UPDATE: June 24, 2021: AHA is asking for more flexibility in how hospitals can use the federal coronavirus relief funds. In a letter Wednesday, the group said it wanted hospitals that received money from the fund before June 30, 2020, to be able to use it through the end of the public health emergency.
AHA wrote that "the new guidance disadvantages certain providers without providing a clear policy rationale."
- HHS on Friday extended key deadlines for medical groups and hospitals to use money from the Provider Relief Fund established by the Coronavirus Aid, Relief, and Economic Security Act last year.
- Providers no longer have to use all funds by June 30. Deadlines will be based on when the money is received. Also, recipients will have 90 days to complete reporting, up from the 30 days previously allowed.
- Separately, HHS said Monday that 1.2 million people have signed up for health coverage on the Affordable Care Act exchanges during the special enrollment period declared for the COVID-19 pandemic.
Industry groups applauded the changes announced Friday, as providers have been asking HHS for a while for more flexibility in using the $178 billion in emergency relief funding Congress approved early in 2020. The Medical Group Management Association called the previous deadlines "arbitrary," while the American Hospital Association said the change "will help to ensure that hospitals and health systems can continue the battle against COVID-19 as cases persist."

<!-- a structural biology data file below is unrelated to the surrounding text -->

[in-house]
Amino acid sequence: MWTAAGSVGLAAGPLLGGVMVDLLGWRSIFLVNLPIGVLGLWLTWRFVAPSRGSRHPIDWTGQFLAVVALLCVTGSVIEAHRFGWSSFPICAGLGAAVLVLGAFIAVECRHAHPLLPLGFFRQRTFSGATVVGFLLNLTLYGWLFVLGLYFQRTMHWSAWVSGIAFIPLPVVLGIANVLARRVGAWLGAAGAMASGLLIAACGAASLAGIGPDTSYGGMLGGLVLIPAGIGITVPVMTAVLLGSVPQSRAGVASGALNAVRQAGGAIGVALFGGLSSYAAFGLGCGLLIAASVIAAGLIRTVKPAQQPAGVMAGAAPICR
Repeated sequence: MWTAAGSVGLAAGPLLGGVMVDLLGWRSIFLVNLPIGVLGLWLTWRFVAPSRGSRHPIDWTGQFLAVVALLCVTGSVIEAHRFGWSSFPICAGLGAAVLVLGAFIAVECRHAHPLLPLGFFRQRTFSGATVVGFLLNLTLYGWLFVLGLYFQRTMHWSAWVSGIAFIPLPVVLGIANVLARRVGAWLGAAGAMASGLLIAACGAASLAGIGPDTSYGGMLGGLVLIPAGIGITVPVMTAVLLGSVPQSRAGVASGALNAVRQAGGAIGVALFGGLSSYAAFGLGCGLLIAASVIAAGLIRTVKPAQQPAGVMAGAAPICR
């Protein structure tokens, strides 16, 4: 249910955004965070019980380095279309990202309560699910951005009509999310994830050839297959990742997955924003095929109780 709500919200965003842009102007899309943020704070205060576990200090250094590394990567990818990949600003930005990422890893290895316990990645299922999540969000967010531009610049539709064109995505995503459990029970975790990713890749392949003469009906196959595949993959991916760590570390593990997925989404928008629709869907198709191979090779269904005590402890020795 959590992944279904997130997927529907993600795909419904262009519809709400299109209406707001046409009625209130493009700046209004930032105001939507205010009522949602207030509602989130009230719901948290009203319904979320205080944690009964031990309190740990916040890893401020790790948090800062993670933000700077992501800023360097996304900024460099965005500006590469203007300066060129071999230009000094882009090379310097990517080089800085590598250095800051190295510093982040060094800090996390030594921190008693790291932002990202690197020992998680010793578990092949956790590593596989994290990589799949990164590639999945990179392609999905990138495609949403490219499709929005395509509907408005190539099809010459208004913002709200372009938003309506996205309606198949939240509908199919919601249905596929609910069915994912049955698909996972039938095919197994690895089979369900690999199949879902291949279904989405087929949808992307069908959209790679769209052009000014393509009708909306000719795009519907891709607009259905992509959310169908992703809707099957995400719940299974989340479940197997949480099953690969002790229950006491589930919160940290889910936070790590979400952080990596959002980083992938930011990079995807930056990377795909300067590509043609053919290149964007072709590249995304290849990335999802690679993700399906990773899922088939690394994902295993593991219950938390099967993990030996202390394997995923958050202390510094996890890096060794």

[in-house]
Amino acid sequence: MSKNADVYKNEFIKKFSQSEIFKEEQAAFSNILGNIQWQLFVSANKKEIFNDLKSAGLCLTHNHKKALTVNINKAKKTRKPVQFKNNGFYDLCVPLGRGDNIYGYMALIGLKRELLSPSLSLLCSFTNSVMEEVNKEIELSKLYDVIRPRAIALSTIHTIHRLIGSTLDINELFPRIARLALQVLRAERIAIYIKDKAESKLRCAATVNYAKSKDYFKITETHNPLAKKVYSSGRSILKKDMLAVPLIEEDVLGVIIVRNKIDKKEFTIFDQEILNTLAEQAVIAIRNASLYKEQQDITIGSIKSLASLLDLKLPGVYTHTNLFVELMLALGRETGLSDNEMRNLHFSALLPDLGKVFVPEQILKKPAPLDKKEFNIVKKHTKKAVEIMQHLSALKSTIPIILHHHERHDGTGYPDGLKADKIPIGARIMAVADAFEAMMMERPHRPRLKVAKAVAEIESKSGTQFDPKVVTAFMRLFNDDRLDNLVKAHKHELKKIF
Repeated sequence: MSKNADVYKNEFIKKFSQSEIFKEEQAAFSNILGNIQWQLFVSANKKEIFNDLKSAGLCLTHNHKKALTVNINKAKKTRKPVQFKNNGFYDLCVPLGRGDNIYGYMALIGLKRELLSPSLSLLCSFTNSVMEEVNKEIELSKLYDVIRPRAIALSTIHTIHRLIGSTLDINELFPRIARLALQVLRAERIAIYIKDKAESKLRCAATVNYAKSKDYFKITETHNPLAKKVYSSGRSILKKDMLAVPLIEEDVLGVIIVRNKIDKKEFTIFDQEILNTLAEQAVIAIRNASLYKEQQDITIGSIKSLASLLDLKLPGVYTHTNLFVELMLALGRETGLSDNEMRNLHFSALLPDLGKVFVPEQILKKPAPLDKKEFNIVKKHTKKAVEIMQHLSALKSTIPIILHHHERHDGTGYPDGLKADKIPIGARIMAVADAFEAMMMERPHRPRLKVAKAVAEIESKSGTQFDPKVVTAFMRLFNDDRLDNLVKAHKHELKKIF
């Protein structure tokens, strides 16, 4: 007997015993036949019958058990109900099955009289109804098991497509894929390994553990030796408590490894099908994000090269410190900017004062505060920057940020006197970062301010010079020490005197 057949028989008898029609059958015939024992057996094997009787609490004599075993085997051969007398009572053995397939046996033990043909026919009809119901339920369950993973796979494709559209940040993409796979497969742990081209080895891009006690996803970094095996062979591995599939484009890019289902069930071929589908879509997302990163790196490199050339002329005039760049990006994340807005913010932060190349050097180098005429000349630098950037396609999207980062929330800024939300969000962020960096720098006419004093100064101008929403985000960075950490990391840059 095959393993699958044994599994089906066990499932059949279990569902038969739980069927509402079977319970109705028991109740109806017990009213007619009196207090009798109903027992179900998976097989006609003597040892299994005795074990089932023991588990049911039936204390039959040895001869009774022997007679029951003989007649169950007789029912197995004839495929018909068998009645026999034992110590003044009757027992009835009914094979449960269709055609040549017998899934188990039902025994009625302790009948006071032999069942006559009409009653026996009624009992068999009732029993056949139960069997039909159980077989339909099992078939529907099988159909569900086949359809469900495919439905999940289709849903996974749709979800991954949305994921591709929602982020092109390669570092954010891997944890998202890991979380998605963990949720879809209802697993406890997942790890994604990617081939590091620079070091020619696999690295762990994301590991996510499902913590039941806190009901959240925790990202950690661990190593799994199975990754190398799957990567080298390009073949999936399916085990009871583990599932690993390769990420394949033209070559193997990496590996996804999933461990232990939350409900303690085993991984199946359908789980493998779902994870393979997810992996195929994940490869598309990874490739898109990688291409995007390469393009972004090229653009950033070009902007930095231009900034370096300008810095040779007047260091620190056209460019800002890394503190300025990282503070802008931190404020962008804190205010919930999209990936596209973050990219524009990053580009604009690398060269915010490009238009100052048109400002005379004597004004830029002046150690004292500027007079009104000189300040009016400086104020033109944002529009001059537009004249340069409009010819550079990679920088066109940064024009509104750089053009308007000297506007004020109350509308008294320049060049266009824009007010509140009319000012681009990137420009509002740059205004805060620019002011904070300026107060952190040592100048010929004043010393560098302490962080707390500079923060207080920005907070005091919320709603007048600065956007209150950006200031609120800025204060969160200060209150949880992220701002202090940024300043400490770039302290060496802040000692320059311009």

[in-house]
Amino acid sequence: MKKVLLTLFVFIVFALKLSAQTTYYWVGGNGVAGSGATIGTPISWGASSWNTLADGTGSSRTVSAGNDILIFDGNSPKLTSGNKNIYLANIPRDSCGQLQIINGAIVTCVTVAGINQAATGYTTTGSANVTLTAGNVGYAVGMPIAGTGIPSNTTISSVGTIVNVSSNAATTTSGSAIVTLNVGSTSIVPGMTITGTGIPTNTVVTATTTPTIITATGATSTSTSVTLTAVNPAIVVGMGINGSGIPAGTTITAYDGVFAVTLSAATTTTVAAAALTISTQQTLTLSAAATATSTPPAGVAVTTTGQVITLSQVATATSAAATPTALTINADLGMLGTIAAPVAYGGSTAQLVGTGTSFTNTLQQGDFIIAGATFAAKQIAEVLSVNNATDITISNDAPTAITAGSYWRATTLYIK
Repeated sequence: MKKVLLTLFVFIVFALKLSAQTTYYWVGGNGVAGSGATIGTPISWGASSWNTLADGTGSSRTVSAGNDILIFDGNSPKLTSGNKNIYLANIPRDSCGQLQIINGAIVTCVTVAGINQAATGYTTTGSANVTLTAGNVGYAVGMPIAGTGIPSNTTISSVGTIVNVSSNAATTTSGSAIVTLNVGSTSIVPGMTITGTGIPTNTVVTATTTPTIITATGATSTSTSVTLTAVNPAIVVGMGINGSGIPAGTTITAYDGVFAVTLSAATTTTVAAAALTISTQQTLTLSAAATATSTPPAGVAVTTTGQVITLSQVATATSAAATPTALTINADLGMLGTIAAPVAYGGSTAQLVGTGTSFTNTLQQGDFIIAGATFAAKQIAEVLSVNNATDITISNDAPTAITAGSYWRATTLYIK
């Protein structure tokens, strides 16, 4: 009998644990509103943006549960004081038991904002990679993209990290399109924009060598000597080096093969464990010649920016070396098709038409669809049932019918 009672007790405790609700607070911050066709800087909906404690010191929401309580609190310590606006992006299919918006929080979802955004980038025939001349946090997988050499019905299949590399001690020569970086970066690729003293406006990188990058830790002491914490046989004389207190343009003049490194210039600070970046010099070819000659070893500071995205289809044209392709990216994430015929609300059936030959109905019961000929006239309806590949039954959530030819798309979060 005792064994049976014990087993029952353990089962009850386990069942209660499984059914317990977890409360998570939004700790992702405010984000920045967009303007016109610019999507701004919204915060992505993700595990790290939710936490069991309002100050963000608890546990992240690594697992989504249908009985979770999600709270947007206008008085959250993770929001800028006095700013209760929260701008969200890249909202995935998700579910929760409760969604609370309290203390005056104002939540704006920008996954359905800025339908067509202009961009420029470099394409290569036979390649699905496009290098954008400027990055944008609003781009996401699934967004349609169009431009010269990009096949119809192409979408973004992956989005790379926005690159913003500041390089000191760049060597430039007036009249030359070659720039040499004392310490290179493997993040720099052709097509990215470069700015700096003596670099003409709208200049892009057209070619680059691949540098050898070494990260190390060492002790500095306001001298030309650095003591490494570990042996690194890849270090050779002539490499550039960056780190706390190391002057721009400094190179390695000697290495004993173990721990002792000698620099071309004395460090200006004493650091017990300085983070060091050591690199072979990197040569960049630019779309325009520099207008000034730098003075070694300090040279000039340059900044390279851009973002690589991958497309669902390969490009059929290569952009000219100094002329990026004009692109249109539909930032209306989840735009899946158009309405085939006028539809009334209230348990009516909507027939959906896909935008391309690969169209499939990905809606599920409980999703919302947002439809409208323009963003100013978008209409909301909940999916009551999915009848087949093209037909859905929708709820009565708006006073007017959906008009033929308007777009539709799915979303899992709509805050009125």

In the early days of the pandemic, the money was sent out quickly and not necessarily targeted based on need. Later tranches were directed to hospitals in hotspots and in rural areas. But health systems have been frustrated recently by the lack of information on how and when the remaining billions in the fund will be distributed.
Under the new requirements, recipients will have to report for each period in which they received $10,000 or more, instead of reporting for $10,000 or more across all payment periods. Funds received in the first half of this year will need to be used by the end of June 2022 and those received in the second half of this year must be used by the end of 2022.
The announcement Monday of coverage gains under the special enrollment period included the information that four in 10 of those enrolling have premiums of $10 or less because of increased subsidies and tax credits under the American Rescue Plan.
"Americans want the peace of mind that comes with healthcare coverage," CMS Administrator Chiquita Brooks-LaSure said Monday on a call with reporters. "These numbers demonstrate that when you make quality healthcare coverage affordable ... and reach people where they are, they sign up."
Of those who submitted an application to Healthcare.gov, 331,000 were deemed eligible for Medicaid or the Children's Health Insurance Program.
The SEP runs through Aug. 15.